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There are some areas where the film falls slightly short, such as in effectively portraying the passage of time from Solomon’s capture up until his release; McQueen seems content to simply use the greying of hair as an indication of aging rather than using any makeup. Another minor issue is the character of Tibeats, who veers perilously close to becoming a caricature of blind hatred at times.

These minor quibbles are quickly forgotten, however, once one considers the powerful performances by the cast, most notably Chiwetel Ejifor and Lupita Nyong’o, with more expressed by their subtle movements and facial expressions than many actors can manage with pages and pages of dialogue. You really feel for the plight of the character and the supporting cast are just as captivating to watch, especially Fassbender’s frenzied performance that offers a nice juxtaposition to Ejifor’s more thoughtful and considered approach.

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12 Years a Slave is a visceral and unsettling experience, inarguably one of the most brutal and shocking depictions of a extremely dark period of American History, yet the film’s final message is strangely uplifting as it explores the depths to which the human spirit can sink and how resilient the spirit can be when there’s even just the faintest glimmer of hope to hold onto.

Icon’s transfer takes top marks in both the image and audio departments, with no issues present in either area. The image is strong and clear and the audio is robust and mastered perfectly, providing an extremely immersive viewing experience.


Special Features

12 Years a Slave features a decent raft of supplemental features, including two brief featurettes looking alternately at the production crew behind the film and Hans Zimmer’s experience composing the soundtrack for the film. The real meat of the extras, however, comes in the two part “A Historical Portrait” featurette, where interviews with the cast and crew and an in depth look at the production process is interspersed by short readings from the book 12 Years a Slave by Chiwetel Ejiotor, a novel idea that serves to add a unique angle to what could have easily been just another straightforward ‘Making Of’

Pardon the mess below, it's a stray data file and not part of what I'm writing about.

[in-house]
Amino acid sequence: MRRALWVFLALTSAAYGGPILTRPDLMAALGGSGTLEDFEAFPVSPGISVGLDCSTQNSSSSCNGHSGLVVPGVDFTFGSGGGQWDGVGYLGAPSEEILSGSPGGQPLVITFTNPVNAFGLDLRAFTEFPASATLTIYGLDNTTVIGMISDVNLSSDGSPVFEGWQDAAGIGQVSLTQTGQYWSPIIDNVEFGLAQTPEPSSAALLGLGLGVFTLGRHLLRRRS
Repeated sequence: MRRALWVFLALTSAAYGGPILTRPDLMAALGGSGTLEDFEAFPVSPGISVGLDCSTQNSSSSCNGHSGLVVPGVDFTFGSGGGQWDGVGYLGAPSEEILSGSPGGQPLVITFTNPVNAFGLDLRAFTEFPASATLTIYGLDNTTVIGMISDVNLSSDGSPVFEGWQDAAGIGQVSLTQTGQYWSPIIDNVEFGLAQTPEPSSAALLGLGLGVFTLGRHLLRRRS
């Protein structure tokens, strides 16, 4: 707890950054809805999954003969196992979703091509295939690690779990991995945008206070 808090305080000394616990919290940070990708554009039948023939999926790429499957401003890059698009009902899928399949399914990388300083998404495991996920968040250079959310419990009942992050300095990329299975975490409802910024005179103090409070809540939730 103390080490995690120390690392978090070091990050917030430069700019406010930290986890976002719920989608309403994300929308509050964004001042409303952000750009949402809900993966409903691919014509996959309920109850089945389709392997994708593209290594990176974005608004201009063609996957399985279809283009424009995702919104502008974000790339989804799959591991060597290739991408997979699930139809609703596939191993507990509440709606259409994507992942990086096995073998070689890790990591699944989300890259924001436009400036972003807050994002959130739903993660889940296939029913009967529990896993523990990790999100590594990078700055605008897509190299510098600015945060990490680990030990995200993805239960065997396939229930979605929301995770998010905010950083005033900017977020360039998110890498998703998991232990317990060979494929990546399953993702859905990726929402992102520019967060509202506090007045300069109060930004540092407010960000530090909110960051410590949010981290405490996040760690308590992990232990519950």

List of Features:

–      12 Years a Slave: A Historical Portrait Part 1 (22:29)

–      12 Years a Slave: A Historical Portrait Part 2 (17:17)

–      The Score (3:55)

–      The Team (7:43)

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Final Thought

12 Years a Slave isn’t a pleasant viewing experience but it is a necessary one that paints an austere portrait of mankind’s capacity for cruelty. Don’t get me wrong: The film is an astounding achievement in both a technical and emotionally stirring sense, but the very bleakness of the source material makes for a harrowing and affecting experience that will stick with the viewer long after the credits roll and only the most masochistic among us will be compelled to watch it on a frequent basis, such is the tumultuous emotional journey the film takes you upon.

This stands as a testament to the effectiveness of Steve McQueen’s adaptation and the components it comprises, from the production design to the stupendous performances all around from the cast; often the film draws you in so much that it seems almost too bleak and realistic to bear… But bear it you will, if only to see the end result of the journey of Solomon Northup and reclaim some semblance of hope for humanity.

Highly recommended.


About the Author


Avid gamer. Cinephile. Considerate lover. Neither the word Protractor or Contractor accurately conveys my position on how I feel about Tractors.